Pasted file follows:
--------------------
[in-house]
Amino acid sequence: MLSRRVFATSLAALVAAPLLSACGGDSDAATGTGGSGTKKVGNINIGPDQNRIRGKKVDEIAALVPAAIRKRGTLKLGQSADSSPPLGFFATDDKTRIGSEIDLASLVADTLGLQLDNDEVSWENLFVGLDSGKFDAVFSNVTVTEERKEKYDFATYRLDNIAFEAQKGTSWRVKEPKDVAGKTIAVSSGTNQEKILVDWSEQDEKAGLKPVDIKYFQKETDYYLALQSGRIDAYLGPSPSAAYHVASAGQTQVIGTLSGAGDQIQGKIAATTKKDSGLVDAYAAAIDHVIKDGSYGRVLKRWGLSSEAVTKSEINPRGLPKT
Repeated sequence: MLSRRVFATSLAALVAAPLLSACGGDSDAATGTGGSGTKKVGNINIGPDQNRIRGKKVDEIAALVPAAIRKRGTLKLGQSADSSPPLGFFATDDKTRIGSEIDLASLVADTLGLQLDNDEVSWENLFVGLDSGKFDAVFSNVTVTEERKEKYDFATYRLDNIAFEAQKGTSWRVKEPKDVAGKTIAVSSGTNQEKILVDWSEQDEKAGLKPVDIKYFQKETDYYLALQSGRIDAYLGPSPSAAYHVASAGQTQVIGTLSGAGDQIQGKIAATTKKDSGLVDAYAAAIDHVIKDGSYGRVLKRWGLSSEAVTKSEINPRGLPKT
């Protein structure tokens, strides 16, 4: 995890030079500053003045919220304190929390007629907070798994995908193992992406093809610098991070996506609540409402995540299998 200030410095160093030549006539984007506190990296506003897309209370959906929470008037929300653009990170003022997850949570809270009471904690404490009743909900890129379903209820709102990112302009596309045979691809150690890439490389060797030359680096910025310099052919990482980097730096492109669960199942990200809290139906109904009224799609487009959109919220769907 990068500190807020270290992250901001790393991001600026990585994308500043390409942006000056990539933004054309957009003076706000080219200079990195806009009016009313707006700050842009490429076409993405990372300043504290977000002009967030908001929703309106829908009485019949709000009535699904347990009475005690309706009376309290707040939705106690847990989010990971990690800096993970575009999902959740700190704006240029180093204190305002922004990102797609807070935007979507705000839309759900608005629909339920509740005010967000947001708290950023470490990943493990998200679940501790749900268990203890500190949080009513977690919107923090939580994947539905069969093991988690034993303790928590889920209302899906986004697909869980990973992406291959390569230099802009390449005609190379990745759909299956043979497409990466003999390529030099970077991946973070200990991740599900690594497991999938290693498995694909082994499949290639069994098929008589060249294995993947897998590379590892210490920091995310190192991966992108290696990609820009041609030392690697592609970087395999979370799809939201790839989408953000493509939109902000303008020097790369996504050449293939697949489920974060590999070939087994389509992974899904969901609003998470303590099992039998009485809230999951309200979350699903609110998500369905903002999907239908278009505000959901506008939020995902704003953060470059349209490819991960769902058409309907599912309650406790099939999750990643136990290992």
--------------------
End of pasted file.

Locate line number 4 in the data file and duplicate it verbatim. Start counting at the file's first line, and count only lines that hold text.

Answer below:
């Protein structure tokens, strides 16, 4: 995890030079500053003045919220304190929390007629907070798994995908193992992406093809610098991070996506609540409402995540299998 200030410095160093030549006539984007506190990296506003897309209370959906929470008037929300653009990170003022997850949570809270009471904690404490009743909900890129379903209820709102990112302009596309045979691809150690890439490389060797030359680096910025310099052919990482980097730096492109669960199942990200809290139906109904009224799609487009959109919220769907 990068500190807020270290992250901001790393991001600026990585994308500043390409942006000056990539933004054309957009003076706000080219200079990195806009009016009313707006700050842009490429076409993405990372300043504290977000002009967030908001929703309106829908009485019949709000009535699904347990009475005690309706009376309290707040939705106690847990989010990971990690800096993970575009999902959740700190704006240029180093204190305002922004990102797609807070935007979507705000839309759900608005629909339920509740005010967000947001708290950023470490990943493990998200679940501790749900268990203890500190949080009513977690919107923090939580994947539905069969093991988690034993303790928590889920209302899906986004697909869980990973992406291959390569230099802009390449005609190379990745759909299956043979497409990466003999390529030099970077991946973070200990991740599900690594497991999938290693498995694909082994499949290639069994098929008589060249294995993947897998590379590892210490920091995310190192991966992108290696990609820009041609030392690697592609970087395999979370799809939201790839989408953000493509939109902000303008020097790369996504050449293939697949489920974060590999070939087994389509992974899904969901609003998470303590099992039998009485809230999951309200979350699903609110998500369905903002999907239908278009505000959901506008939020995902704003953060470059349209490819991960769902058409309907599912309650406790099939999750990643136990290992």